Guns N' Roses Blow Through Brooklyn Bowling Alley

Axl Rose and Co. play an intimate Brooklyn gig ahead of Governors' Ball headlining slot.

BROOKLYN, New YorkGuns N' Roses played a bowling alley in Brooklyn last night.

That sentence says all you need to know. Was the Gunners' pre-Governors' Ball gig at Brooklyn Bowl particularly revelatory? No. Were there moments when the throngs of diehards who shelled out $150 to witness the spectacle looked bored? Absolutely (mostly during the Chinese Democracy songs). Did Axl Rose — who wore a fedora that made him look like Van Helsing, and didn't take his sunglasses off once — seem to care? Have you been paying attention for the past two decades?

So, yes, GNR tore through Brooklyn on Thursday, shutting down the lanes for the night (bowling is not permitted when Axl is doing his thing) and powering their way through a set meant for stages far larger that this one. The hits came fast and furious — "Welcome to the Jungle" was the second song they played, and they made sure to do "Mr. Brownstone," "Sweet Child O' Mine," and "Paradise City" too — and there were showcase solos for all three of the guitarists (former Replacements man Tommy Stinson even got to do a couple of tunes). But the most fascinating thing about their set was how resolute Axl was. Simply put, he wasn't going to let a tiny room stand in the way of delivering an arena-sized set.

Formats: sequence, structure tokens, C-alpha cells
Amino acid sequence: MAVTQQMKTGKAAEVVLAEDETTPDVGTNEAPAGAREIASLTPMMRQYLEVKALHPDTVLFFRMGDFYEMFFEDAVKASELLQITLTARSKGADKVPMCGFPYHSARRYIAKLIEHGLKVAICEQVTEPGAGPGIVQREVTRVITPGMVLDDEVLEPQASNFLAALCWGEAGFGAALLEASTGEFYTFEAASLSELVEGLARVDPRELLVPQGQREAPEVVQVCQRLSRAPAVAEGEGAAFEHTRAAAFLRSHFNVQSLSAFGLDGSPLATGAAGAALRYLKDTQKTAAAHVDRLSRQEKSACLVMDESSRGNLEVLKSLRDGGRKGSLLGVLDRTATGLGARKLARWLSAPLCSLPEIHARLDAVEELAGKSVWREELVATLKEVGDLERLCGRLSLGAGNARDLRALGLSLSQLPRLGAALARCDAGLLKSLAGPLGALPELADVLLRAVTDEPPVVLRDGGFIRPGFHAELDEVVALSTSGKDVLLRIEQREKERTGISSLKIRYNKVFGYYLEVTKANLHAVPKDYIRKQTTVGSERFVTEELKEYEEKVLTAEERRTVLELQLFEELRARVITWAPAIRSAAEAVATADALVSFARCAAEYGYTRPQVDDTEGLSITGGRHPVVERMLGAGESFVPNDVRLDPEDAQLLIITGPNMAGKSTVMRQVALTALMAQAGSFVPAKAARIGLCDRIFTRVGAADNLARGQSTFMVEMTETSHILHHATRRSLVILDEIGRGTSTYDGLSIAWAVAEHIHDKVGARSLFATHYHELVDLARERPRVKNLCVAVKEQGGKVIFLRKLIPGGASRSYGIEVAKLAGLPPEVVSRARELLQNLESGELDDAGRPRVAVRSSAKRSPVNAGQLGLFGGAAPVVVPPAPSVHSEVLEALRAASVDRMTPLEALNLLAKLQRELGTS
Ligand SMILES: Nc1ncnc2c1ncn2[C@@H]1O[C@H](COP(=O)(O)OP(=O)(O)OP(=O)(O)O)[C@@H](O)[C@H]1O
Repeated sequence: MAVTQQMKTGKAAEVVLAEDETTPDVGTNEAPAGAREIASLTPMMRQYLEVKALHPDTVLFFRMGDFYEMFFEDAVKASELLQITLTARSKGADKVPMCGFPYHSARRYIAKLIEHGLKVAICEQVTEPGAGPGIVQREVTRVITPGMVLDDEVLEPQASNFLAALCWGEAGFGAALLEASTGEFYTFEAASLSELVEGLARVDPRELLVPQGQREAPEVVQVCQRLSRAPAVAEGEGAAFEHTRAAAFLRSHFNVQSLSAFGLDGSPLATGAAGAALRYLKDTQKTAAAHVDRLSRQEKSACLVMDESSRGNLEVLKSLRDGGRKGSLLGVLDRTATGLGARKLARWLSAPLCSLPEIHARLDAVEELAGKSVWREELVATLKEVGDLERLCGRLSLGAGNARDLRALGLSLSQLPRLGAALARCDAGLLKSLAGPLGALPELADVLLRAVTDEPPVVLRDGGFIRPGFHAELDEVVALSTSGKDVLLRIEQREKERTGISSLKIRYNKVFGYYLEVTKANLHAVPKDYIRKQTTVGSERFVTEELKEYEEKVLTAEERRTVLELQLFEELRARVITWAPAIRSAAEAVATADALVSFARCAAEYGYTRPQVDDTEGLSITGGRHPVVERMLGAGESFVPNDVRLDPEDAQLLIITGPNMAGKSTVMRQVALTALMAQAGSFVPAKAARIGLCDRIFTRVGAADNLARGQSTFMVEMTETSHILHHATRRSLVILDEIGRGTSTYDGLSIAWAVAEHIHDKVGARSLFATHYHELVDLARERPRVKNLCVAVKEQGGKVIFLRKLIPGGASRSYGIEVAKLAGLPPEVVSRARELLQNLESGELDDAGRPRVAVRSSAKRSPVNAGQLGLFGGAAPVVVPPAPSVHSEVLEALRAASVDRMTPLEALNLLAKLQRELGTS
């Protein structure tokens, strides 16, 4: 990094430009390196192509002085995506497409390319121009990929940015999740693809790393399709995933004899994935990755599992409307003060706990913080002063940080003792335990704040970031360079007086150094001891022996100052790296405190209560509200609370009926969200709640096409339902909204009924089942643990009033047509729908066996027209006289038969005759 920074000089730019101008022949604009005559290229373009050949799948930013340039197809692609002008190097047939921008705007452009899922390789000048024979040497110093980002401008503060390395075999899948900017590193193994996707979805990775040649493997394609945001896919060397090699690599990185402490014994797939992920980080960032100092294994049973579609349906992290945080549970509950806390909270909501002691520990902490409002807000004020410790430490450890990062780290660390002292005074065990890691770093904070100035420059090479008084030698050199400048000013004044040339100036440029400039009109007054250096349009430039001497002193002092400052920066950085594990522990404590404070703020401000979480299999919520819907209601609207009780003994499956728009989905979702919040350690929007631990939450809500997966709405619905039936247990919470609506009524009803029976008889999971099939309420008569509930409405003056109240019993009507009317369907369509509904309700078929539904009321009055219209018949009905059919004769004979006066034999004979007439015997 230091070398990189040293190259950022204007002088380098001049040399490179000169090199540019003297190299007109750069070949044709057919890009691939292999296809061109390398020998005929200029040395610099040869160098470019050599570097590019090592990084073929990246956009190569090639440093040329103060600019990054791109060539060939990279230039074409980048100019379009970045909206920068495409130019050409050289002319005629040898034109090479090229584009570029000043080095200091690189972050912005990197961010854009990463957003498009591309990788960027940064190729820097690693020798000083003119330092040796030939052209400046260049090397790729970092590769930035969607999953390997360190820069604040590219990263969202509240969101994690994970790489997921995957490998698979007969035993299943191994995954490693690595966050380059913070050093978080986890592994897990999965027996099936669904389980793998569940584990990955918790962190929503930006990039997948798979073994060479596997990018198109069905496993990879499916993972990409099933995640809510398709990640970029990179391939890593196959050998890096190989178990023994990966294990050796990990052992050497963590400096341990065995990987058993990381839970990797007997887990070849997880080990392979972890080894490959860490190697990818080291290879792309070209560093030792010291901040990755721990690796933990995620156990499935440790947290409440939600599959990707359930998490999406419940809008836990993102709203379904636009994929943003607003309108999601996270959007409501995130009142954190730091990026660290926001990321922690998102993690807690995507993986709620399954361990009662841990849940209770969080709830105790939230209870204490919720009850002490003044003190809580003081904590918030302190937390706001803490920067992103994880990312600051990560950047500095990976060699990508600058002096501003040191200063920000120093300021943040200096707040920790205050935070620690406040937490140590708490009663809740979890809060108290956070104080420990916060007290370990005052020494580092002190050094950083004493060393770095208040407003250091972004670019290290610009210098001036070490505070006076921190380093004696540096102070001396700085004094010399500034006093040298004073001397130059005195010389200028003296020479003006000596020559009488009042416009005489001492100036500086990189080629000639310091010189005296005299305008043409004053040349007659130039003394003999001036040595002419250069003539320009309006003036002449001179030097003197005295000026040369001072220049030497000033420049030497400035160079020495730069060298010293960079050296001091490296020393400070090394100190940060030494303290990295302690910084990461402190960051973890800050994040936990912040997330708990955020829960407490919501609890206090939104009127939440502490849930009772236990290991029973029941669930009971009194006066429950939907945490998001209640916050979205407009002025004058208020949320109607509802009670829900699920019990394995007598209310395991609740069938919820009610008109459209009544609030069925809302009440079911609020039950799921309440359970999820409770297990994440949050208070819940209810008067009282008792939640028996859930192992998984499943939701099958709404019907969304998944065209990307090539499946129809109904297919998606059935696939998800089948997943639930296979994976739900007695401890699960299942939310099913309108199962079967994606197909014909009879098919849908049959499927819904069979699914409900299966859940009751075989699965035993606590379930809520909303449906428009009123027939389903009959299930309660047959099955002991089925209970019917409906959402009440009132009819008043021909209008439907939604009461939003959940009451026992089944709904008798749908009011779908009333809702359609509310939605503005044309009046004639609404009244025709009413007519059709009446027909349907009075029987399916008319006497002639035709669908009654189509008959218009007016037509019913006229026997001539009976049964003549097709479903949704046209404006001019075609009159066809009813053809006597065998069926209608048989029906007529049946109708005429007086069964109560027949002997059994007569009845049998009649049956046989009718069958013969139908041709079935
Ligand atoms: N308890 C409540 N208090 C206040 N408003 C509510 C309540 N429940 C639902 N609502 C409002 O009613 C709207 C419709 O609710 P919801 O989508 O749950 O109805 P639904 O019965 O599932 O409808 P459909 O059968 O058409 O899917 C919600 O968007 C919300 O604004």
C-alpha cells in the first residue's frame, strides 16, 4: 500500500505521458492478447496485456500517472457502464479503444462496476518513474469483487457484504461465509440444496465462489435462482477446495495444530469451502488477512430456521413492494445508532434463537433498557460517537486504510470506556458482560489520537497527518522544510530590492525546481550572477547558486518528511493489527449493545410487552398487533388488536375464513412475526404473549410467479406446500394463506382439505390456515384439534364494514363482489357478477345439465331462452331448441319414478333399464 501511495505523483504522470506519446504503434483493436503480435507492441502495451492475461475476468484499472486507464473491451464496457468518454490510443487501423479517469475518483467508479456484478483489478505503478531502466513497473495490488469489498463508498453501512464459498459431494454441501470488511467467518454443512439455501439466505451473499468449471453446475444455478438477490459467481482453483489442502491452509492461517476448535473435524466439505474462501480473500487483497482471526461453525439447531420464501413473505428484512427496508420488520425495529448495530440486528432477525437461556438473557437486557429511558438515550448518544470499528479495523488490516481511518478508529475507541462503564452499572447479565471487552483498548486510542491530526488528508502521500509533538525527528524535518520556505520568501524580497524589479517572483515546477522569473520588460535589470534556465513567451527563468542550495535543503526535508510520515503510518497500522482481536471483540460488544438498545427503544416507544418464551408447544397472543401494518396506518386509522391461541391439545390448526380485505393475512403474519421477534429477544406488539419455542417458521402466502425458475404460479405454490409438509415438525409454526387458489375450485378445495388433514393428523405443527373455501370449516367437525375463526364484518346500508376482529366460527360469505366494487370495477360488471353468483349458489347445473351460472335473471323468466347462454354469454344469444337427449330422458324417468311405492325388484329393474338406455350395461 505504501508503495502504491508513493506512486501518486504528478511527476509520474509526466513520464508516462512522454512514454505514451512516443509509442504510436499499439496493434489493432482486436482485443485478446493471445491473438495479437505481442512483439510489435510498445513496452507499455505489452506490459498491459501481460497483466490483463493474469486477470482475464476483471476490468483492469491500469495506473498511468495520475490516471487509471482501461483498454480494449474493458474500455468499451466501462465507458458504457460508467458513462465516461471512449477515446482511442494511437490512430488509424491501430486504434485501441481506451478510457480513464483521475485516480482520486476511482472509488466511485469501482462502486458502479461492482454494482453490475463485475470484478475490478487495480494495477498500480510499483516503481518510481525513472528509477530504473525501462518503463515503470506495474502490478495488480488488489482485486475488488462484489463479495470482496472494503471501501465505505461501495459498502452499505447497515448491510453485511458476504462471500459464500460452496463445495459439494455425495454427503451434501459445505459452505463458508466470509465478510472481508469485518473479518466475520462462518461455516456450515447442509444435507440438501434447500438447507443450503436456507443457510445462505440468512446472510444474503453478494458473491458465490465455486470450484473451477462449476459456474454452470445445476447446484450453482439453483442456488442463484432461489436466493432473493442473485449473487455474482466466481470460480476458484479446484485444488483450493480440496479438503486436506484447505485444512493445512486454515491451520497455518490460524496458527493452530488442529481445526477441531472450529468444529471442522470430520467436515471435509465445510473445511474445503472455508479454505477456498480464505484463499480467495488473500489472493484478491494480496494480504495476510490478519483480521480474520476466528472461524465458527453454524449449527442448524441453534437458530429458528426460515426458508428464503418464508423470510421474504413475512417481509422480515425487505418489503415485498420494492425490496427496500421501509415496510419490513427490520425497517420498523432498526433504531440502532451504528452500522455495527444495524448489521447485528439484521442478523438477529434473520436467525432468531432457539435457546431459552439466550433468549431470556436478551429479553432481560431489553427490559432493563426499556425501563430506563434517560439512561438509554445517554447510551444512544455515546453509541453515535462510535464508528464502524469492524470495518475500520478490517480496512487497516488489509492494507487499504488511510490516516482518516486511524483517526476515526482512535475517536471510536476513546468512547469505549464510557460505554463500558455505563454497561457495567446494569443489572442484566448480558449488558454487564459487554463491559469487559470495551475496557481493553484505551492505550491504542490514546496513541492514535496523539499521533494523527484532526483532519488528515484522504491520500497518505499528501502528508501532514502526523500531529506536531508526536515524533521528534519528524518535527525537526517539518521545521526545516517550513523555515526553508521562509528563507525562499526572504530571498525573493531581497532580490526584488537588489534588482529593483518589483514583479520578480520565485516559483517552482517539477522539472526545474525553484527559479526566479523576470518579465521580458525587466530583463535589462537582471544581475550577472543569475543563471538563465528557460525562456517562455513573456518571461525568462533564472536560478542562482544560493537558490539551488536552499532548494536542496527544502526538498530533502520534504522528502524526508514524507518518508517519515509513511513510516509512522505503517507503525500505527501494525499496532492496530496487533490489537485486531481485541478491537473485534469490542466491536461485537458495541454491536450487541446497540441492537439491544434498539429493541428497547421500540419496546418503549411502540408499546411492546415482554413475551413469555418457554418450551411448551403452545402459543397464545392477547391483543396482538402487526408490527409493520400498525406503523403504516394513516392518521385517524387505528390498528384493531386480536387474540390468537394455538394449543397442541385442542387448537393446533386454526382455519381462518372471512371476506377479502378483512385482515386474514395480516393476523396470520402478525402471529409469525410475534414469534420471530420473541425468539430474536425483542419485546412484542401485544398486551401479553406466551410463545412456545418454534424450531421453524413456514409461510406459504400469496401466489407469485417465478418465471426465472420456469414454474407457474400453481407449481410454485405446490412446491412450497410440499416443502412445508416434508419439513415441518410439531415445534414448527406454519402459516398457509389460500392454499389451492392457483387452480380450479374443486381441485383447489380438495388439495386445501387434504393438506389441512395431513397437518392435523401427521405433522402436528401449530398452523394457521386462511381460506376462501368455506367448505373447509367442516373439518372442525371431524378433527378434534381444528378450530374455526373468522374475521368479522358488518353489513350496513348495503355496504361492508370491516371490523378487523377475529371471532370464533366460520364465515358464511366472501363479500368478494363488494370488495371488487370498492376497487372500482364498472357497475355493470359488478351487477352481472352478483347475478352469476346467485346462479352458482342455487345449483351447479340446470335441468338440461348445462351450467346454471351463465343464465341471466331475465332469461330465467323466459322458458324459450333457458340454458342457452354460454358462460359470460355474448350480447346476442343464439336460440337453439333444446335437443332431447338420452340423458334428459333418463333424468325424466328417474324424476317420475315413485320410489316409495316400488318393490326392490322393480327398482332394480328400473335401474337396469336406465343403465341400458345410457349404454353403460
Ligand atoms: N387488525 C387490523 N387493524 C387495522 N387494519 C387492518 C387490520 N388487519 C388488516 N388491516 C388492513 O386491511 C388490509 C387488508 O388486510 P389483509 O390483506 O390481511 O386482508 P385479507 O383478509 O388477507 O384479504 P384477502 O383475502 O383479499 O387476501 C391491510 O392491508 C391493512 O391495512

That's not exactly surprising. But once the initial thrill of seeing a band so huge in a venue so small wore off, well, there wasn't much left to get excited about. Every instrument on the stage — and there were a lot of them; GNR now rolls 8 dudes deep was cranked to soccer-stadium volumes, which not only made for a muddy mix, but almost totally drowned out Rose's famed pipes. And rather than just delight fans with an off-the-cuff, one-night-only set, GNR made sure to play songs from Democracy ("Better," "This I Love"), which sent masses to the bathroom or the bar. This was a Guns show, circa 2013, for better or worse.

It bears mention that Rose was in pretty decent form; sure he disappeared for long stretches of the set, and his serpentine wasn't on display, but on songs like "Live and Let Die" and "Knockin' on Heaven's Door" he wailed, and, for a second, you were transported back to the Sunset Strip. And anyone hoping for one of the mercurial frontman's patented tantrums went home disappointed; aside from a few comments ("I'm having a good time, but it's taking a lot of focus,") Axl was punching the clock, ready and somewhat willing to rock. Shoot, he was even punctual; Guns were supposed to take the stage at 11 p.m., and by 11:15 they were midway through "Jungle."

This was, in short, a professional rock show. Did it feel like Guns N' Roses were going through the motions? Sure. There were long stretches — a three-song run of "Civil War," "Better" and "Estranged," for instance — where you couldn't help but check your phone, but that was probably to be expected. If the past 20 years have proven anything, it's that Axl only does things his way, and regardless if he was paying Brazil or Brooklyn, you were going to get the same thing: a long-running, somewhat befuddling set, super-sized with all the trappings and none of the sentiment. Guns N' Roses played a bowling alley last night; and they did it on their own terms. That's all you need to know.